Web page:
How Breweries Across the Country Work at Cost-Effective Conservation

Protecting water as a resource always seems to be one of the first things brought up when you ask a brewery how its looking to make a positive impact in being green.

Energy conservation is another key toward being more green as well.

Here are what some breweries shared as to the efforts that they have to ensure they are being green:

Anderson Valley Brewing – Boonville, California:

Anderson Valley has been recognized by CalRecycle with its Waste Reduction Award (WRAP) Program award for six consecutive years, said AVBC Brewmaster Fal Allen.

“We have 768 solar panels that generate about 40 percent of our electricity needs,” he added, “and we recycle, repurpose and reuse. We strive to recycle 100 percent of our waste paper, cardboard, metal, glass, aluminum, plastic.”

The brewery recycles and reuses all of its wastewater as well.

“It is used as irrigation water on our property,” he said, noting that over 99.9 percent of the brewery’s spent hops, grain and yeast are taken by a farmer to use as feed.

An interesting conservation note from Allen, he shared this small story: “When we had to replace the bottoms of our copper kettles, instead of scrapping them we used them to build a fountain and a bar top.”

Yee-Haw Brewing – Johnson City, Tennessee:

For Head Brewer Cris Ellenbecker and his Yee-Haw brewing crew, being green is all about water.

“We try to do what we can to reuse and recycle the water we have for the operation,” he said. “That’s where most breweries lose the most, and of course there’s sometimes where you can’t save it, but we do what we can.”

Destihl Brewery – Normal, Illinois:

The brewery installed a few notable green measures when building its new $14 million facility.

“We have implemented a waste water side streaming system in order to pretreat the water back to a normalized pH prior to introducing it back into our city’s municipal water treatment system,” said marketing manager Giotto Troia. “This is not something that was mandated, we just see it as a responsible thing to do and a new challenge for us as we grow. The last thing we want is to affect, in a negative way, is our local wildlife, foliage and micro flora.”

The wastewater side streaming project is reducing the cost on the city by not having to treat the water as much as would be required without it.

“Obviously that will save many people money in our local area,” Troia said.

Destihl always has and will continue to donate spent grain to local farmers as well as Illinois State University’s Agricultural department.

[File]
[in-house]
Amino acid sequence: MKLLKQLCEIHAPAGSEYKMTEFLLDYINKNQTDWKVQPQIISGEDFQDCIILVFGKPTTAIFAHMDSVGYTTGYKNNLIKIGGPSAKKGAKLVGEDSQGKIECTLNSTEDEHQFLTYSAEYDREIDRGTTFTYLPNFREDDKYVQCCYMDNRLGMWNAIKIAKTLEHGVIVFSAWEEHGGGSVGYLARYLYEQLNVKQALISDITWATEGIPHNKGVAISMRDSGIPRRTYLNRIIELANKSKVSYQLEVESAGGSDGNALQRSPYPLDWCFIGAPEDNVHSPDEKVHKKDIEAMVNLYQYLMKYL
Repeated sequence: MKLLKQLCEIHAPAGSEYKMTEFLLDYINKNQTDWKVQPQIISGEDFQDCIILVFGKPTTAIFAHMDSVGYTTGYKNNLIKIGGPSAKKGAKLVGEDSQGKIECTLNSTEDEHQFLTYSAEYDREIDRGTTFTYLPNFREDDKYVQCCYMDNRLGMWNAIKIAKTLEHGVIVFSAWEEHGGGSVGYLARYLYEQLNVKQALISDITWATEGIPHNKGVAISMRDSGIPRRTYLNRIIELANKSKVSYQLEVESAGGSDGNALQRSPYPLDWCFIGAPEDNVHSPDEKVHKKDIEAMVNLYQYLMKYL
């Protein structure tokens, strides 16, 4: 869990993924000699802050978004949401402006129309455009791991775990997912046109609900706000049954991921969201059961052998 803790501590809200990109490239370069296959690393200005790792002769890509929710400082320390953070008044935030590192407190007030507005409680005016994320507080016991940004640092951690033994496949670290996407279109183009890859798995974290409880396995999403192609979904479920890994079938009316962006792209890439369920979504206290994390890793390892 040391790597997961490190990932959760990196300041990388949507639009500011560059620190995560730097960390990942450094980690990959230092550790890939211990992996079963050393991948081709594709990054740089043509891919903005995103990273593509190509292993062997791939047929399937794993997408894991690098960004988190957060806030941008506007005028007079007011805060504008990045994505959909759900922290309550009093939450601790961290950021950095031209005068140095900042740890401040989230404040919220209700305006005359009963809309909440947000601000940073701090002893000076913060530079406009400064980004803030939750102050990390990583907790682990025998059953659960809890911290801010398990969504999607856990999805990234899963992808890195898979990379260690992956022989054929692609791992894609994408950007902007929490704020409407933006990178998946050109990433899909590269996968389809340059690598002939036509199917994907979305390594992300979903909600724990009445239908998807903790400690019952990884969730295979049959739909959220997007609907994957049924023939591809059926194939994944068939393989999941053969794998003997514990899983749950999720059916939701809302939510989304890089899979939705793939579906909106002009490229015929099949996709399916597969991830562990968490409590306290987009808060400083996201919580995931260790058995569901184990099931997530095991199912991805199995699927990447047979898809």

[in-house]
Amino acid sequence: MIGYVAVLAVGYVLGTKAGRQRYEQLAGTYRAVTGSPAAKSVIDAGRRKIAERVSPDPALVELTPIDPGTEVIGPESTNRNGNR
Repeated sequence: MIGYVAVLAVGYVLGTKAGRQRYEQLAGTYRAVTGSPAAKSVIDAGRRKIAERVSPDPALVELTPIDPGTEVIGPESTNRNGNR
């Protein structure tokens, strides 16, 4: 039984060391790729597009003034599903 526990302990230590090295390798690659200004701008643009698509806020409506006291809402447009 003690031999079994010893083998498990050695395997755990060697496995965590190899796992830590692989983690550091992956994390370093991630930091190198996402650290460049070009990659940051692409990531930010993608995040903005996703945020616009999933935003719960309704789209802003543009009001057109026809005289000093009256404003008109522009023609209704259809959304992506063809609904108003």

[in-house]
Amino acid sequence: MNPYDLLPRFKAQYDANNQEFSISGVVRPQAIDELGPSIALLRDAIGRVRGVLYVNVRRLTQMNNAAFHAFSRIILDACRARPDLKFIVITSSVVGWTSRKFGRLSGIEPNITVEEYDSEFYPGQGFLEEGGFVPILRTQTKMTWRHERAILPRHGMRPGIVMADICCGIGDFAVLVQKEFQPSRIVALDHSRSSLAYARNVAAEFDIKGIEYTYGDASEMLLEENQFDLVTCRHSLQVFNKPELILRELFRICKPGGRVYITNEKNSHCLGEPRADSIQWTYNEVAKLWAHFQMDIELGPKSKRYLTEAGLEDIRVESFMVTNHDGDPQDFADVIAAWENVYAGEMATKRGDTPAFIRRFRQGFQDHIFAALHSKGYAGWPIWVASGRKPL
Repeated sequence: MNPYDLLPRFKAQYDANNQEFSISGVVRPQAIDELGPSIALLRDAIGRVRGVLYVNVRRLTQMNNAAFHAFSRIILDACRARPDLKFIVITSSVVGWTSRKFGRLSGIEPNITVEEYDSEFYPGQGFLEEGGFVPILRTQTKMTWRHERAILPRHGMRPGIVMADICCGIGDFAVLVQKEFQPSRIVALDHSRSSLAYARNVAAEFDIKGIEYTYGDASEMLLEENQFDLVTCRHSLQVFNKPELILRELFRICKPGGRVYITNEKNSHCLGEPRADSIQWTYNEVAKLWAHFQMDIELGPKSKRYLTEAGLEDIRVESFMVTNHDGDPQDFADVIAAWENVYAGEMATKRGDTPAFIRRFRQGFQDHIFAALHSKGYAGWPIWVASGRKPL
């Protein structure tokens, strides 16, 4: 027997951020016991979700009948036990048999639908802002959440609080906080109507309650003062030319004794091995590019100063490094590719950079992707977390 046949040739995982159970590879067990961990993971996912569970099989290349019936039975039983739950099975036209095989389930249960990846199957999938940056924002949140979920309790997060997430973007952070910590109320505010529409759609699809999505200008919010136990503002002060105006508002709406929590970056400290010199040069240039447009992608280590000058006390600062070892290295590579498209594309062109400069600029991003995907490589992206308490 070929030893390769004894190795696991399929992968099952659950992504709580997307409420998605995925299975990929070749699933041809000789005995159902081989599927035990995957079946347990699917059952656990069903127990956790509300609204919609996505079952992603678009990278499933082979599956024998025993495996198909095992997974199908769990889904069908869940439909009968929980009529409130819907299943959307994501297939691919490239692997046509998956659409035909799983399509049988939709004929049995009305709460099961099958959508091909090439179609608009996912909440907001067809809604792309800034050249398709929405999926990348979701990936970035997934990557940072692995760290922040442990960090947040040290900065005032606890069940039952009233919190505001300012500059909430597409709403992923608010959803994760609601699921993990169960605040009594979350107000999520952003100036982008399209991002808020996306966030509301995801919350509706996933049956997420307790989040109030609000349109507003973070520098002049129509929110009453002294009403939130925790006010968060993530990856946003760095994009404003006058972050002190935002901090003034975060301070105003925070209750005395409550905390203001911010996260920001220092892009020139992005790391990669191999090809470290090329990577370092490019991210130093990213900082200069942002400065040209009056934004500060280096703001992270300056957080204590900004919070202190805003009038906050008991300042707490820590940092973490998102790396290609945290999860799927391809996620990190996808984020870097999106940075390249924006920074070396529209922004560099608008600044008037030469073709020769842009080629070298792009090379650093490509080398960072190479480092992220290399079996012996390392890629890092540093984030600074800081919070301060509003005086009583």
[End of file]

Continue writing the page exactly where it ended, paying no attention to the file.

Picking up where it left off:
“They use it for cow and pig feed,” explained Troia. “We also donate to Ropp Farms who feeds their cows, their cows produce milk, Ropp then makes cheese and they brine their cheese with our beer and we then add that cheese to our burgers. So many times, our grain does come full circle. It’s a fun process.”

Figueroa Mountain Brewing – Buellton, California:

In the brewing industry, there are always ways to strengthen a brewery’s conservation efforts said Laura Moore, Figueroa Mountain‘s Events Manager and Marketing Coordinator.

“Whether it be water usage, grain disposal, using renewable resources, or more,” she said. “Figueroa Mountain has both wind turbines and solar panels located on the roof of the production brewery and has installed variable-speed drives (VSDs) to conserve energy. We also send all of our used grain to a local rancher to feed his livestock, then use the meat fed by the grain in our Farm to Table kitchen menu.”

Devils Backbone Brewing – Roseland, Virginia:

When Brian Godfrey, the brewery’s Environmental and Safety Manager, came to Devil’s Backbone one of the issues he noted was the cost of recycling of out of date or low fill beer, both cans and bottles.

“I was able to find a processing facility that operates a Distilled Spirits Plant,” he explained. “They have the ability to take in waste streams containing alcohol and recapture ethanol using distillation. The liquid is processed onsite with a molecular sieve into fuel grade ethanol. They turn the waste into renewable fuel sources. The company then through its partnerships are able to recycle the cans and bottles reducing items headed to landfills.”

Another strategy to keep costs down and stay sustainable is negotiating recycling contracts.

“My goal is to be revenue neutral,” he said of the deals. “By getting a recycler the items that will make their company money and seeking a negotiated return for DBBC I can offset the cost of transportation and recycling items that the profit margin is not very high leading to DBBC having to pay for recycling of that product. The amount DBBC would earn for recycling the better profit margin items essentially pays for the lower margin items.”

Currently Godfrey is working on a water study.

“In order to best determine how to conserve or reuse I need to know how much water we currently use, what processes use the most water, what is in that process that may contaminate or change the water, how do we discharge the water, etcetera,” he said. “Once I have determined the answers to those types of questions I can decide on ways to control amounts of water used, determine ways to treat water for reuse or ways to properly dispose. There may be simple answers that do not cost much initially and some may require long term investment.”

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